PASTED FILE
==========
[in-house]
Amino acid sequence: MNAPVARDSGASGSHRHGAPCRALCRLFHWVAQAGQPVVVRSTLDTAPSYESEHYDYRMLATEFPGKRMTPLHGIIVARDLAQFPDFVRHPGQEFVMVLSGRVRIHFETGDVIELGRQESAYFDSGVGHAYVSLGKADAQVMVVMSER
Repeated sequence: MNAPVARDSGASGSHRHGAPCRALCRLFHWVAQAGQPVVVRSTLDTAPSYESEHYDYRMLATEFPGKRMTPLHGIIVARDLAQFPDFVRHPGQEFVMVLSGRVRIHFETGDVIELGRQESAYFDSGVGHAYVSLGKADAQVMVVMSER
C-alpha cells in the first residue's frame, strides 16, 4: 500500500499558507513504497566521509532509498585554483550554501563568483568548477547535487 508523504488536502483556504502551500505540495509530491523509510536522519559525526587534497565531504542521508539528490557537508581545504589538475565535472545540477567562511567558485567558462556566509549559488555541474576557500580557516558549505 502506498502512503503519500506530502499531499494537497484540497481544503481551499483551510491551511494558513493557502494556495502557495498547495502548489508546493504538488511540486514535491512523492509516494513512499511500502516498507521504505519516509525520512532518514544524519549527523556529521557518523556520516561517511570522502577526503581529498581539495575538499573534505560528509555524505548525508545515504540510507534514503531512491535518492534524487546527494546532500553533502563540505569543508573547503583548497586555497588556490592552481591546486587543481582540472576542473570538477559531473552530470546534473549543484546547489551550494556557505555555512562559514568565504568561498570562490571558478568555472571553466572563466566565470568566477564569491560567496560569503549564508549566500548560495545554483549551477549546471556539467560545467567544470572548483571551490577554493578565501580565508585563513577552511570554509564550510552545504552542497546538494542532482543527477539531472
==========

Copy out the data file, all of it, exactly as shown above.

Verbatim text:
[in-house]
Amino acid sequence: MNAPVARDSGASGSHRHGAPCRALCRLFHWVAQAGQPVVVRSTLDTAPSYESEHYDYRMLATEFPGKRMTPLHGIIVARDLAQFPDFVRHPGQEFVMVLSGRVRIHFETGDVIELGRQESAYFDSGVGHAYVSLGKADAQVMVVMSER
Repeated sequence: MNAPVARDSGASGSHRHGAPCRALCRLFHWVAQAGQPVVVRSTLDTAPSYESEHYDYRMLATEFPGKRMTPLHGIIVARDLAQFPDFVRHPGQEFVMVLSGRVRIHFETGDVIELGRQESAYFDSGVGHAYVSLGKADAQVMVVMSER
C-alpha cells in the first residue's frame, strides 16, 4: 500500500499558507513504497566521509532509498585554483550554501563568483568548477547535487 508523504488536502483556504502551500505540495509530491523509510536522519559525526587534497565531504542521508539528490557537508581545504589538475565535472545540477567562511567558485567558462556566509549559488555541474576557500580557516558549505 502506498502512503503519500506530502499531499494537497484540497481544503481551499483551510491551511494558513493557502494556495502557495498547495502548489508546493504538488511540486514535491512523492509516494513512499511500502516498507521504505519516509525520512532518514544524519549527523556529521557518523556520516561517511570522502577526503581529498581539495575538499573534505560528509555524505548525508545515504540510507534514503531512491535518492534524487546527494546532500553533502563540505569543508573547503583548497586555497588556490592552481591546486587543481582540472576542473570538477559531473552530470546534473549543484546547489551550494556557505555555512562559514568565504568561498570562490571558478568555472571553466572563466566565470568566477564569491560567496560569503549564508549566500548560495545554483549551477549546471556539467560545467567544470572548483571551490577554493578565501580565508585563513577552511570554509564550510552545504552542497546538494542532482543527477539531472